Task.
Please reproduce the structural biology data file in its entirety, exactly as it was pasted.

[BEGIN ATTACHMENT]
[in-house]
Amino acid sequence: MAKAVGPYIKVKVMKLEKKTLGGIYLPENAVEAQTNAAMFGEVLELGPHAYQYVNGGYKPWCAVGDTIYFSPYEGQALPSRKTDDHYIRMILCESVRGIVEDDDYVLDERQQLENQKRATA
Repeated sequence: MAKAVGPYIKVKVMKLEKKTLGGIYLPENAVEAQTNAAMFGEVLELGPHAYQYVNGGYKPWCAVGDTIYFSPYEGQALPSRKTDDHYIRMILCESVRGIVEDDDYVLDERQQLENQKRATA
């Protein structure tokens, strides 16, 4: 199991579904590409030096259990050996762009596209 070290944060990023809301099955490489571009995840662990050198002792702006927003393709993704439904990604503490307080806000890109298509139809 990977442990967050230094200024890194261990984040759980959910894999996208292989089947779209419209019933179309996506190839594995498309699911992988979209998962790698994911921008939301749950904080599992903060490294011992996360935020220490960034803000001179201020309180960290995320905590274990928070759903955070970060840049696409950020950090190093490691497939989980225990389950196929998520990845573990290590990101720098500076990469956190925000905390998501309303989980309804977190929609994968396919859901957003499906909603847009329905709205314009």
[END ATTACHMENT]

[in-house]
Amino acid sequence: MAKAVGPYIKVKVMKLEKKTLGGIYLPENAVEAQTNAAMFGEVLELGPHAYQYVNGGYKPWCAVGDTIYFSPYEGQALPSRKTDDHYIRMILCESVRGIVEDDDYVLDERQQLENQKRATA
Repeated sequence: MAKAVGPYIKVKVMKLEKKTLGGIYLPENAVEAQTNAAMFGEVLELGPHAYQYVNGGYKPWCAVGDTIYFSPYEGQALPSRKTDDHYIRMILCESVRGIVEDDDYVLDERQQLENQKRATA
């Protein structure tokens, strides 16, 4: 199991579904590409030096259990050996762009596209 070290944060990023809301099955490489571009995840662990050198002792702006927003393709993704439904990604503490307080806000890109298509139809 990977442990967050230094200024890194261990984040759980959910894999996208292989089947779209419209019933179309996506190839594995498309699911992988979209998962790698994911921008939301749950904080599992903060490294011992996360935020220490960034803000001179201020309180960290995320905590274990928070759903955070970060840049696409950020950090190093490691497939989980225990389950196929998520990845573990290590990101720098500076990469956190925000905390998501309303989980309804977190929609994968396919859901957003499906909603847009329905709205314009």